This publication, the first and earliest obtainable account of the Constitutional Convention, was published by order of Congress in 1818. Edited by Secretary of State John Quincy Adams, the Journal is based on those State Department documents and the now-famous "secret" journal of James Madison, as well as material obtained from other members of the Convention. This account of the Constitutional Convention gives us extraordinary access to the creation of our nation's founding document and has had immense influence on our modern understanding of the framers' original intent. In 1820 a four-volume edition, also published by Wait, was issued to further record the events of the 1787 Convention. Farrand's Records of the Federal Convention of 1787. Ford 85. Harvard Law Catalogue II:805. Sabin 15557. Shaw & Shoemaker 49802. This is the personal copy of Caesar Augustus Rodney (1772-1824), with his signature, dated 1822, on the title page. A prominent statesman who served as Attorney General for both Jefferson and Madison, he supervised the government's prosecution of Aaron Burr in the controversial 1802 trial. Named after his uncle, Caesar Rodney, brother of his father Thomas, Caesar Rodney was a leading figure in the Revolution. He "represented Delaware in the Stamp Act Congress, where he enthusiastically supported a petition (which some members would not sign) insisting on the right to trial by jury and taxation only with the agreement of their own assemblies, as well as threatening an embargo on all but the most necessary British goods until the Stamp Act was repealed." Described by John Adams as "the oddest looking Man in the world… [yet with] Sense and Fire, Spirit, Wit and Humour in his Countenance" (ANB), Rodney joined John Dickinson in taking "leading roles in the subsequent pre-revolutionary agitation" (Morgan, 367).In 1776 Rodney played a crucial role when the Continental Congress took up the subject of independence on July 2nd. With the Delaware vote divided and Rodney away in Lewes, investigating a Tory uprising, he was urgently called to Philadelphia in order to cast the deciding vote. "He rode 80 miles through the night of 1-2 July 1776 and arrived at the Pennsylvania state house, 'tho detained by Thunder and Rain,' in time to join [fellow assemblyman] McKean in casting Delaware's vote for independence… A justification of this action, in the form of the famous Declaration of Independence, was adopted without any recorded vote on July 4." Subsequently Rodney, along with his fellow "Delaware delegates signed the Declaration… [when] a fine copy was available in August." That same month Rodney called for a special session of the Delaware assembly, "the first in America with the specific function of writing a state constitution." Rodney was later made President of the Delaware militia and during the dangerous months of the war, "with a British army in Philadelphia and a British fleet on the Delaware River, Rodney did all in his power to rally the resources of his state to the weakened cause he fervently embraced." In recognition of his role as "preeminent figure of the Revolution in Delaware," a statue in Wilmington's central square "commemorates his famous ride of July 1-2 1776" and the Delaware quarter, issued in 1999, depicts Rodney on horseback with the caption, "The First State. Caesar Rodney." (ANB). Bookplate. Bookseller stamp. Later owner signatures.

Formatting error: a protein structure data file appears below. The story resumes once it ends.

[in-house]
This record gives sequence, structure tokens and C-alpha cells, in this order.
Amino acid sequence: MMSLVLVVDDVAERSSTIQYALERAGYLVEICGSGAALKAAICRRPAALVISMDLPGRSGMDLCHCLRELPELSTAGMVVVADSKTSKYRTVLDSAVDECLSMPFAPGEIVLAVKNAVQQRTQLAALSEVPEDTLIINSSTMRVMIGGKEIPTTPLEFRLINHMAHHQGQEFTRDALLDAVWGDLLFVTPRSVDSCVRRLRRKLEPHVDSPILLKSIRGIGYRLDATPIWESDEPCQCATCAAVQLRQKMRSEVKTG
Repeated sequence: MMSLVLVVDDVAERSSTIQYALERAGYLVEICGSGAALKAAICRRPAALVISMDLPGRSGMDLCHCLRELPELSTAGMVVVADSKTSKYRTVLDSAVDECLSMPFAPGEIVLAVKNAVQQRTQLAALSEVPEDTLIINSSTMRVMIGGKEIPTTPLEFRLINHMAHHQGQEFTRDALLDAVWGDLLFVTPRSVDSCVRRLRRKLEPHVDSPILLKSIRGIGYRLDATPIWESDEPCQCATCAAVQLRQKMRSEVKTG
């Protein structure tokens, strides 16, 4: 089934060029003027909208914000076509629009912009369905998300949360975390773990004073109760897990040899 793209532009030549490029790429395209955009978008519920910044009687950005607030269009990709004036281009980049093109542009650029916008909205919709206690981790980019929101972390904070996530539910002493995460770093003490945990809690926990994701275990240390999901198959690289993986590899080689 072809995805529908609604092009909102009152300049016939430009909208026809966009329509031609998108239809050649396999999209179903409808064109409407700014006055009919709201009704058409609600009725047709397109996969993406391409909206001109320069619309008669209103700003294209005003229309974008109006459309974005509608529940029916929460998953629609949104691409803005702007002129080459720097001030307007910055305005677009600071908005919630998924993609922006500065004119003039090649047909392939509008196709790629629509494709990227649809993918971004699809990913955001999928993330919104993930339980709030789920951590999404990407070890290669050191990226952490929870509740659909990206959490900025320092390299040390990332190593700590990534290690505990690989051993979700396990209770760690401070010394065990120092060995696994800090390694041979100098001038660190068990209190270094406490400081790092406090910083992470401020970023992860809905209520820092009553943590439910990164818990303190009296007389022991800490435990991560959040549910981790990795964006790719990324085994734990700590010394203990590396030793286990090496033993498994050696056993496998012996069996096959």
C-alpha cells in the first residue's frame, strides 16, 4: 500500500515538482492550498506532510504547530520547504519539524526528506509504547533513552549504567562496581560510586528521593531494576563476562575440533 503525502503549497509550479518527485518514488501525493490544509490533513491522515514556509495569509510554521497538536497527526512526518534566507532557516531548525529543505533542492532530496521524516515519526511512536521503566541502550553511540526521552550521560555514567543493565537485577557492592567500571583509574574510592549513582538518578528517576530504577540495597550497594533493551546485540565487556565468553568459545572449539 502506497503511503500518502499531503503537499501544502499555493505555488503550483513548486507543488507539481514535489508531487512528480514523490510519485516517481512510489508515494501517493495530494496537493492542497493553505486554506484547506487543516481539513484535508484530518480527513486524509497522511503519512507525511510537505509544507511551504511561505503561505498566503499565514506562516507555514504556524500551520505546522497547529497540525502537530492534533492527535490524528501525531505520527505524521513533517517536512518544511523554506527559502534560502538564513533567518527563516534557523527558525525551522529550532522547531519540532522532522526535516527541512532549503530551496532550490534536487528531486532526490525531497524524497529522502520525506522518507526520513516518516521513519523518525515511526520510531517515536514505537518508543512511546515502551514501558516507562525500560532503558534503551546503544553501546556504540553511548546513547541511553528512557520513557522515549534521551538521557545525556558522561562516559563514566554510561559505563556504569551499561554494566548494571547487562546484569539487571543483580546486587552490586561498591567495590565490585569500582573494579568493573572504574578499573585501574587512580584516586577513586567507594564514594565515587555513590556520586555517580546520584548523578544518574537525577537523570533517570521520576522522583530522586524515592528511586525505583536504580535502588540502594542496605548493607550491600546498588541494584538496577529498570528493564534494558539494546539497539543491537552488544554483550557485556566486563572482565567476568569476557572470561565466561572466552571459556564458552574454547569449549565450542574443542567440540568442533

Text quite fresh with trace of marginal loss to page 55 not affecting text, mild edge-wear rubbing to contemporary boards. A handsome near-fine copy of this important American landmark, possessing an especially memorable provenance.